Opinion

Regarding the situation in Ukraine

by | Mar 14, 2014
Alexandra_Hall_Hall_-_embassy_portrait_Cropped

Alexandra Hall Hall is Britain’s Ambassador to Georgia.

A choice isn’t a choice when it is made with a gun to your head.

Yet on Sunday, the people of Crimea will be asked to make an impossible choice: to vote to become subjugated by Russia; or to vote for independence – with no guarantee that Russia will show any more respect for the sovereignty of an independent Crimea than she did for the territorial integrity of an independent Ukraine – or Georgia back in 2008.

The UK has consistently supported Georgia’s territorial integrity. We have expressed our concern on numerous occasions over Russia’s failure to honour its commitments under the 2008 Sarkozy-Medvedev Accord. We also remain concerned at the ongoing process of “borderisation” along the Administrative Boundary Line between Georgia and the breakaway regions of Abkhazia and South Ossetia. We were particularly disturbed to note that this process re-started just days after the end of the winter Olympics in Sochi. Putting up fences does nothing to restore trust between communities, and only increases the hardship and isolation of people living directly in the area.

As in Georgia, so now in Ukraine, where the odds are clearly stacked in Russia’s favour – like the toss of a coin. Heads Russia wins. Tails Crimea loses.

The vote – whatever its outcome – is both illegal and unconstitutional: there can be absolutely no doubt about that. The terms of the Ukrainian constitution are unequivocal: the vote can only be convened at the request of three million citizens; it must be an all-Ukraine referendum; and it can only be called by the Ukrainian Parliament. None of these conditions have been met.

The vote will be illegitimate. How can a ballot held in the shadow cast by the presence of armed Russian troops, in a region under military occupation, be anything else?

These questions should be settled in free and fair referenda – as we will see in Scotland later this year. But Sunday’s referendum in Crimea will be neither free nor fair.

For the last two decades, we have sought to put the tension and mistrust of the Cold War behind us: to recognise the powerful and positive contribution Russia brings to the international community – and to the prosperity of all our people.

A web of international agreements and institutions has been put in place both to help avoid repeating the bitter confrontations of the past and to settle disputes peacefully. Organisations like the OSCE and Council of Europe, of which Russia is an integral member, exist to help states address questions of self-determination and defend the rights of minorities.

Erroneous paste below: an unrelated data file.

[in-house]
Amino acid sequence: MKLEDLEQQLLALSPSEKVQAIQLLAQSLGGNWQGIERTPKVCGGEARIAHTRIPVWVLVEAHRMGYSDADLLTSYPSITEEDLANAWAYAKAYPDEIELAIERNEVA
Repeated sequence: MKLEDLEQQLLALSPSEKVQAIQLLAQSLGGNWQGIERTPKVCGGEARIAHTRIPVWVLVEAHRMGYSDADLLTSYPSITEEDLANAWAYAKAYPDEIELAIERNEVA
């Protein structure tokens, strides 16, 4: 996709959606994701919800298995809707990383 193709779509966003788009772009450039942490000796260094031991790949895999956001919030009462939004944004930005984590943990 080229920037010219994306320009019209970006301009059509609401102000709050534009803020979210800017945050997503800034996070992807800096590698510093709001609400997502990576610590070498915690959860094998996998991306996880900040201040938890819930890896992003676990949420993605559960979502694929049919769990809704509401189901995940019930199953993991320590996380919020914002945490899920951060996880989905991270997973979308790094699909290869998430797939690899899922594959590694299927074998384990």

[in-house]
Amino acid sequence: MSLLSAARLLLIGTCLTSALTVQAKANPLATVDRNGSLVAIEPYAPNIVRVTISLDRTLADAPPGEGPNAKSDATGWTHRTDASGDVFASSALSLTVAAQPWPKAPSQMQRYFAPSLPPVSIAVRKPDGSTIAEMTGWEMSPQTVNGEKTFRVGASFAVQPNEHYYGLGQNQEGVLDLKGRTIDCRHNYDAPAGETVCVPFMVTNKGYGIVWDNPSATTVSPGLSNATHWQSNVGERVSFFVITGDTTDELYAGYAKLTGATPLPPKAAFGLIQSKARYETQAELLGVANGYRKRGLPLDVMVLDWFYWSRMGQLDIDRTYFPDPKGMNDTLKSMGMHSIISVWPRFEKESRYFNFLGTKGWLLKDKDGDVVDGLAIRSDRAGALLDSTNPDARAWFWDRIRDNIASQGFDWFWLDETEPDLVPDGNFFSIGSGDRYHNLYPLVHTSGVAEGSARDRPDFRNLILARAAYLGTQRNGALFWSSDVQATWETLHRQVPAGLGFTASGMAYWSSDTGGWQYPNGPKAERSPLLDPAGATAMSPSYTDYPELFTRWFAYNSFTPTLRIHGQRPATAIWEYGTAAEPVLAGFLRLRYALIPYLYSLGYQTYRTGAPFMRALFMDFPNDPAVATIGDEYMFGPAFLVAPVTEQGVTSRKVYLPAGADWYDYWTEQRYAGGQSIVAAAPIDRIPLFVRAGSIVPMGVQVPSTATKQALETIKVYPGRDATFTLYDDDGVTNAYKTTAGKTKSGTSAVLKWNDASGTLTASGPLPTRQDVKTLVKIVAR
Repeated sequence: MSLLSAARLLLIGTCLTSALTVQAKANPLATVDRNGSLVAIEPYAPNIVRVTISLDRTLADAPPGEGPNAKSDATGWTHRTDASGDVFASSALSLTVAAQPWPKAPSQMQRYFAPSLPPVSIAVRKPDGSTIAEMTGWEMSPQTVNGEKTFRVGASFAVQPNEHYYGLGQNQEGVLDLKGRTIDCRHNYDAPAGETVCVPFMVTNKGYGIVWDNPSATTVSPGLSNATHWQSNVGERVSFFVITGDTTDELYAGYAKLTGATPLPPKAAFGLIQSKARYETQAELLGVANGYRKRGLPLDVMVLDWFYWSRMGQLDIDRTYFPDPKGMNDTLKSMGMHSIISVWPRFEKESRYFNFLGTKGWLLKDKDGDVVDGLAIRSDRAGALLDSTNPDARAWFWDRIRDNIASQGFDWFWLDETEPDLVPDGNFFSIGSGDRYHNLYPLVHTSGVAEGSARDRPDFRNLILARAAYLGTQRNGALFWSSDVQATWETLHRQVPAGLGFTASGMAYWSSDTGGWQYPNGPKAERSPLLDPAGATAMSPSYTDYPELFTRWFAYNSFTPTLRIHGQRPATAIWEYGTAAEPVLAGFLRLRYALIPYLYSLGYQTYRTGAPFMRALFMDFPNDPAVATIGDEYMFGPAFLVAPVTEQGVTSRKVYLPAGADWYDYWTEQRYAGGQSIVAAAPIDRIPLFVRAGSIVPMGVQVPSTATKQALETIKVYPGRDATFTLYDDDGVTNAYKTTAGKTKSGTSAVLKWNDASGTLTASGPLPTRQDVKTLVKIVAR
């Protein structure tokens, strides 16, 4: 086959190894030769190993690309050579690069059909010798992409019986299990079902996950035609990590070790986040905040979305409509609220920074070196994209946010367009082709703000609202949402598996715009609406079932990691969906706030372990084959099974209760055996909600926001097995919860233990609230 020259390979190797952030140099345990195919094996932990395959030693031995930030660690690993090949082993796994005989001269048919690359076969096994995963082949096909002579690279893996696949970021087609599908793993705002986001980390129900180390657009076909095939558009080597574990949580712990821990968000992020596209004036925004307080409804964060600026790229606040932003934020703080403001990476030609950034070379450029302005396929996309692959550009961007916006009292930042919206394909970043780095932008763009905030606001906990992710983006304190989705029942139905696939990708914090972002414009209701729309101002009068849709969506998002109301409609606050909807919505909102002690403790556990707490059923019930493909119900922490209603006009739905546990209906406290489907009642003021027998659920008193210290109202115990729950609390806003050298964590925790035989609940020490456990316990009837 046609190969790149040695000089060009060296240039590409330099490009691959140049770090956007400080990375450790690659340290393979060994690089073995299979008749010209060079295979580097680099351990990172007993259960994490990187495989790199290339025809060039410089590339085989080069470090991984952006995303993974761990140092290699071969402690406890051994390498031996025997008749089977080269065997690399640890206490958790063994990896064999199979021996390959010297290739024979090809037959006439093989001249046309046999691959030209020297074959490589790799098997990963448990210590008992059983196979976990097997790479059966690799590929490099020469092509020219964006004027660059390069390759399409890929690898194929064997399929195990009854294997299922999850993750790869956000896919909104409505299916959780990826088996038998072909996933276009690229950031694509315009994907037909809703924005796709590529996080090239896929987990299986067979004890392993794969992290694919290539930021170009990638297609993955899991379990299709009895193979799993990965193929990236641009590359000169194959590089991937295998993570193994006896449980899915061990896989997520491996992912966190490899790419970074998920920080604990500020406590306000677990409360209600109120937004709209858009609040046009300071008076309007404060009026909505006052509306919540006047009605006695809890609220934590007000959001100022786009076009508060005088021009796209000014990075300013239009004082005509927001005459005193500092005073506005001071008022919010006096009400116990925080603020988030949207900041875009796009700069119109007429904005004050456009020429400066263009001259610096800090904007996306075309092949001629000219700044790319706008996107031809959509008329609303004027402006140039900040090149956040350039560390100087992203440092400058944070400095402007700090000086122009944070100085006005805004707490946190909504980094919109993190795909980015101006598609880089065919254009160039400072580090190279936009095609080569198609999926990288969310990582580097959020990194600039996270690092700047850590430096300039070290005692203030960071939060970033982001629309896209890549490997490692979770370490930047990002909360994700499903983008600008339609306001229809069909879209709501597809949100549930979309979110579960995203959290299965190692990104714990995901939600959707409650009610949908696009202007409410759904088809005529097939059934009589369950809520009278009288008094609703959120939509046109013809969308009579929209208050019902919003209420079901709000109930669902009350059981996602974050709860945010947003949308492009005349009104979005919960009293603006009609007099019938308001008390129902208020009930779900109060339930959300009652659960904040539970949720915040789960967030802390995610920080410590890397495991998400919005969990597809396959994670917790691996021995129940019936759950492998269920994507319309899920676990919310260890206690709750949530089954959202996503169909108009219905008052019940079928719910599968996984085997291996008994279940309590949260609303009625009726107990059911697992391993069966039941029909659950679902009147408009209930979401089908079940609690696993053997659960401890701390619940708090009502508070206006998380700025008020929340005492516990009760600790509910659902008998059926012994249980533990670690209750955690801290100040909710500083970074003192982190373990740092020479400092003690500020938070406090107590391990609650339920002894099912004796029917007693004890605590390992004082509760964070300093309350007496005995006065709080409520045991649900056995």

But, the Organisation for Security and Cooperation in Europe – the standard bearer of electoral integrity – has declared that the referendum will be illegal and will not send observers to the poll.

Yet, it is still not too late for Russia to use these institutions, to engage seriously in diplomacy and to find a peaceful resolution.

We continue to urge President Putin to use his authority for the good of Crimea, Ukraine, Europe and Russia, and end this crisis.

A vital first step will be for Moscow to refrain from recognising the outcome of Sunday’s farcical referendum. After all, it will have no legal effect. It will have no moral force. And the result will not be recognised by the international community. It should not go ahead.

Like Georgia, we are determined to support the new Ukrainian Government and to stand by the Ukrainian people. To that end, we are prepared to offer a powerful package of finance, trade and technical assistance.

Meanwhile, we are clear that it cannot be business as usual with Russia. Together with our EU partners we have suspended negotiations on a more liberal visa regime for Russians, stopped work on a comprehensive new agreement on relations between Russia and the EU, and pulled out of preparations for the G8 Summit in Sochi in June. We have withdrawn royal and ministerial visits to the Sochi Olympics, will cancel many other planned ministerial contacts, and are reviewing all bilateral military cooperation with Russia..

We are facing the most serious crisis in Europe this century. The UK utterly condemns Russia’s illegal violation of the sovereignty and territorial integrity of Ukraine and is clear that any further destabilisation of Ukraine by Russia must lead to additional and far reaching consequences. This is a moment when we must look beyond our short term economic interests and recognise the over-riding need to act strategically in defence of our principles and values. Not to do so will cost us even more dearly later.

Alexandra Hall Hall
British Ambassador to Georgia



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